Types of Residential Property Policies
- Homeowners Insurance. Homeowners insurance pays to repair or replace your house and personal property if they’re damaged by a covered loss.
- Renters insurance. A landlord’s insurance doesn’t cover a renter’s personal property. Renters insurance covers your belongings, provides liability protection, and pays additional living expenses if a fire or other event stated in your policy forces you to move temporarily.
- Condominium insurance. Condominium insurance covers your belongings, provides liability protection, and pays additional living expenses. It also covers damage to improvements, additions, and alterations to the condo.
- Townhouse insurance. Townhouses may be insured by either an individual homeowners policy or an association master policy. If a townhouse is owner-occupied and the townhouse association doesn’t have a master policy on the building, you can purchase a homeowners policy on your individual unit. If the association has a master policy, you should get a Texas tenant homeowners policy to insure your personal property.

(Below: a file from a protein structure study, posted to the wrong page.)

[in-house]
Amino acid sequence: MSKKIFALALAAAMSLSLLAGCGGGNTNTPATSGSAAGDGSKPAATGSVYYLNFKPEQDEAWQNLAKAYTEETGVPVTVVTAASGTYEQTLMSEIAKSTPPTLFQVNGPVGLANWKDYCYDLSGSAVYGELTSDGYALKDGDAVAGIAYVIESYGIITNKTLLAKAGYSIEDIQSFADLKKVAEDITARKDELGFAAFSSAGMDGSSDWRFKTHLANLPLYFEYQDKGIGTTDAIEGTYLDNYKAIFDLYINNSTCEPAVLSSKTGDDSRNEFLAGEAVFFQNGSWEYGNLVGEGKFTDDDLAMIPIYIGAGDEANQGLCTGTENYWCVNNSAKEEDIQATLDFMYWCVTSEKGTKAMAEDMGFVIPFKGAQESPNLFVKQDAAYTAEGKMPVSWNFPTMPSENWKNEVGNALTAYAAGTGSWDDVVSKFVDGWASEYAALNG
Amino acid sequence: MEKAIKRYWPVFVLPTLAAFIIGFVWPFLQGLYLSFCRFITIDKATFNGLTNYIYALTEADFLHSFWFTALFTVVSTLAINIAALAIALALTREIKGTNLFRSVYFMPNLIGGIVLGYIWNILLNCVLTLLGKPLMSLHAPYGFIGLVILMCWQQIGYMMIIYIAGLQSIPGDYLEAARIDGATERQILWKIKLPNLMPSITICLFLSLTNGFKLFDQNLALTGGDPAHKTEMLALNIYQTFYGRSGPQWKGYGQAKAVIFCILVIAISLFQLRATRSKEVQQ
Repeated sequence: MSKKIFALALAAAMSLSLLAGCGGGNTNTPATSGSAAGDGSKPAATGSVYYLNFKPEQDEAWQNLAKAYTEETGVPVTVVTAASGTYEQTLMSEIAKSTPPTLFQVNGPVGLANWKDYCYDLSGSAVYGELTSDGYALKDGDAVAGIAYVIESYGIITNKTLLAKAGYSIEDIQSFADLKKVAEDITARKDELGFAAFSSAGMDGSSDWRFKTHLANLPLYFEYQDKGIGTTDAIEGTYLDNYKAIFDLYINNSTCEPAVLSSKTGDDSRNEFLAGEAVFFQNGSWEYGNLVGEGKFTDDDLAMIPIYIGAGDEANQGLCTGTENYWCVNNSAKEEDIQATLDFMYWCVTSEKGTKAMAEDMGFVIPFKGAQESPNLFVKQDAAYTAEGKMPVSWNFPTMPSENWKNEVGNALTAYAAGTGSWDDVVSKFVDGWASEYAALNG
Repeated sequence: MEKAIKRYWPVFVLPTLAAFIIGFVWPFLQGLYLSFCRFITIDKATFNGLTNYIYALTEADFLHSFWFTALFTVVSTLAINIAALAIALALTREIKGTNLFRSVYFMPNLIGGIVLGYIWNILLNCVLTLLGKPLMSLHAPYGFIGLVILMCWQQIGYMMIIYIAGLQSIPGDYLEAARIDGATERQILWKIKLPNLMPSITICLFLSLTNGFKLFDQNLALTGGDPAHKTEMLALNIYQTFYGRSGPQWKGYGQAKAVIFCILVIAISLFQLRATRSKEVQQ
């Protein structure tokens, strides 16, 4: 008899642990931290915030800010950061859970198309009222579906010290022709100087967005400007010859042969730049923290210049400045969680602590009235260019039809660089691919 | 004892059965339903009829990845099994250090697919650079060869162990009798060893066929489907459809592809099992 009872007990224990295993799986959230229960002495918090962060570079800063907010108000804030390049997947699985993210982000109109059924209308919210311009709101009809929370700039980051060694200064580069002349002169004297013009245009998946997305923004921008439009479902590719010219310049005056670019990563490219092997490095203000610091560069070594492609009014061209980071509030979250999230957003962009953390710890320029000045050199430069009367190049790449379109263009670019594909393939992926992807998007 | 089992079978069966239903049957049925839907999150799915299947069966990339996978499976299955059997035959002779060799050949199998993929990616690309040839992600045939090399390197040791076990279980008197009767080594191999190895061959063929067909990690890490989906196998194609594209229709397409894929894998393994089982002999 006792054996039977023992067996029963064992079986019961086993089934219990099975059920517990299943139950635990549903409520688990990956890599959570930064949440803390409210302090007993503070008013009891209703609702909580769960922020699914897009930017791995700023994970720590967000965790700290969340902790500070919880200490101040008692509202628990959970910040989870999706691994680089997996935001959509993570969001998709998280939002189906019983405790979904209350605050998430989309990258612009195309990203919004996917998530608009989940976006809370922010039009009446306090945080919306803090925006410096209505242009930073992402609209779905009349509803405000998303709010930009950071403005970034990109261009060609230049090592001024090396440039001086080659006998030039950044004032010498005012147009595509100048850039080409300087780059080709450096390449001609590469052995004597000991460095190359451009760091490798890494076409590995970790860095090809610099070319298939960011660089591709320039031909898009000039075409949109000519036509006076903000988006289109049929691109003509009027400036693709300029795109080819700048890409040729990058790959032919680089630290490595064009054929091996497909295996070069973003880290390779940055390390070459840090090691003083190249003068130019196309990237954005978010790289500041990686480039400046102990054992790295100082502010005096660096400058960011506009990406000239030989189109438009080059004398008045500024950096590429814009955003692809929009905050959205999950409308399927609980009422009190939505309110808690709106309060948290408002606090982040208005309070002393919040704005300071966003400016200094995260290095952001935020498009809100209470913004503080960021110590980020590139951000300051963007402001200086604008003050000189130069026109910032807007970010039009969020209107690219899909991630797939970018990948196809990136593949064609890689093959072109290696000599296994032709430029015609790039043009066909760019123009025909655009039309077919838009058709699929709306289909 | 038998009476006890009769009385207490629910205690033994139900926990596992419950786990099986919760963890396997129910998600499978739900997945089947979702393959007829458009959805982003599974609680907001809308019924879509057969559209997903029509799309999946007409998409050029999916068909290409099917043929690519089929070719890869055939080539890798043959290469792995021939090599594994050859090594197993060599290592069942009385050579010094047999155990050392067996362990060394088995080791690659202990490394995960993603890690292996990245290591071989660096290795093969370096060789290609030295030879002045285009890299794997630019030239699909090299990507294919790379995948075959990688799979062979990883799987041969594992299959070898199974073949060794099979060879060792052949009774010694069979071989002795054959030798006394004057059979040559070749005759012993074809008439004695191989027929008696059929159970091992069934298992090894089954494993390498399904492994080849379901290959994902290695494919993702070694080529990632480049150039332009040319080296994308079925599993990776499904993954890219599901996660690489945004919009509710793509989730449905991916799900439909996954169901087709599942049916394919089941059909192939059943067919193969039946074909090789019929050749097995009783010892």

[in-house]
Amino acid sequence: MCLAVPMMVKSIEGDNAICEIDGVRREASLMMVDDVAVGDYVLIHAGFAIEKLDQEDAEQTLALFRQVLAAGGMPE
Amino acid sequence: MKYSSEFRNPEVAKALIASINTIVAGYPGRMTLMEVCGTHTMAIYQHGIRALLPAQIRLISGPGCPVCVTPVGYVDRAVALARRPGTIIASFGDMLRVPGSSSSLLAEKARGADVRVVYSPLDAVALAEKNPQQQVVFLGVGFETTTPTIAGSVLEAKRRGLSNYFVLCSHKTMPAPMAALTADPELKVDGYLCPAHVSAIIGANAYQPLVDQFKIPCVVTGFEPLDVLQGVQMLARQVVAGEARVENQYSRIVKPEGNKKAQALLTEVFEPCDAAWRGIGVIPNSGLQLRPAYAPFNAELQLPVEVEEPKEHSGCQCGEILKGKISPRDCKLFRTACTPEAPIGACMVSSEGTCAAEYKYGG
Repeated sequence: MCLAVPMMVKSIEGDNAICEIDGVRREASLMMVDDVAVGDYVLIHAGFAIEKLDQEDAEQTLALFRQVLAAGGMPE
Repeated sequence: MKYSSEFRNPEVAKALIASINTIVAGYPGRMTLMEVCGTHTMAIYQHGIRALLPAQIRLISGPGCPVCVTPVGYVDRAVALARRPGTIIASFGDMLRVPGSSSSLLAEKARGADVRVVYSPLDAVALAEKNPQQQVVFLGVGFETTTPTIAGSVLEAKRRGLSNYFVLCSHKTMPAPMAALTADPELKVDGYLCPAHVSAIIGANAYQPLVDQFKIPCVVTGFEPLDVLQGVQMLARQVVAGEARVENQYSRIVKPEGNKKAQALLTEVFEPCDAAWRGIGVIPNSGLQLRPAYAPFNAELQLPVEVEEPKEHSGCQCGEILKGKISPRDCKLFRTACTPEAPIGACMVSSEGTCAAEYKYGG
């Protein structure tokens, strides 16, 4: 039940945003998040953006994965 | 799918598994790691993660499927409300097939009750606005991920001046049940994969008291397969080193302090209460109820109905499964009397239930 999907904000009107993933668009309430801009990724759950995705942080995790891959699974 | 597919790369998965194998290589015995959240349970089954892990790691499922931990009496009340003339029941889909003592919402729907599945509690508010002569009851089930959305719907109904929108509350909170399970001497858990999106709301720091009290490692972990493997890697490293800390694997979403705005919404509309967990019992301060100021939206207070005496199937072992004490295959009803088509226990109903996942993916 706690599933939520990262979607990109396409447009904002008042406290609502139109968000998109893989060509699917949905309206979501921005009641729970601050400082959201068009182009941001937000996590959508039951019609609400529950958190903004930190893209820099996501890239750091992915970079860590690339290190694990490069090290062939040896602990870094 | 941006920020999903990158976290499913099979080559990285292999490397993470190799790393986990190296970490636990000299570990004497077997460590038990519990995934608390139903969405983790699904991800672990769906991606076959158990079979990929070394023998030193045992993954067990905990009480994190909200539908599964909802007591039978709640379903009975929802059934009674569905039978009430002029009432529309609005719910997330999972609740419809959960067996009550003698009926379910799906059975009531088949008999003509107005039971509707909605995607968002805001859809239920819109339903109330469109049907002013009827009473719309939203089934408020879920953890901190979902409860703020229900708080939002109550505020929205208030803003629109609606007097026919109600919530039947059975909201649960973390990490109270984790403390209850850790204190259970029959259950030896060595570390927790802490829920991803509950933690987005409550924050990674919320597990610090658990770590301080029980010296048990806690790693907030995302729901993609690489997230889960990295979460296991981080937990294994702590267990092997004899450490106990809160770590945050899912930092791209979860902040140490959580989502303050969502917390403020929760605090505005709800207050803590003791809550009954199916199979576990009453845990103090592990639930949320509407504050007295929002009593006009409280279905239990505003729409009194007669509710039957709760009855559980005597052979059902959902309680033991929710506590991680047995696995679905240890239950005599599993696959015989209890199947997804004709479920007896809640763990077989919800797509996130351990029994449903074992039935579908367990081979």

- Mobilowners insurance. Mobile homes without wheels and resting on blocks or a permanent foundation may qualify for a homeowners policy. However, most mobile homes are insured by a mobilowners policy. A mobilowners policy is an auto policy that covers mobile homes used as residences. Mobilowners policies typically offer limited coverage.
- Farm and ranch insurance. Farm and ranch owners policies insure homes outside city limits on land used for farming and raising livestock. You can pay extra to get coverage for certain farm equipment and outbuildings.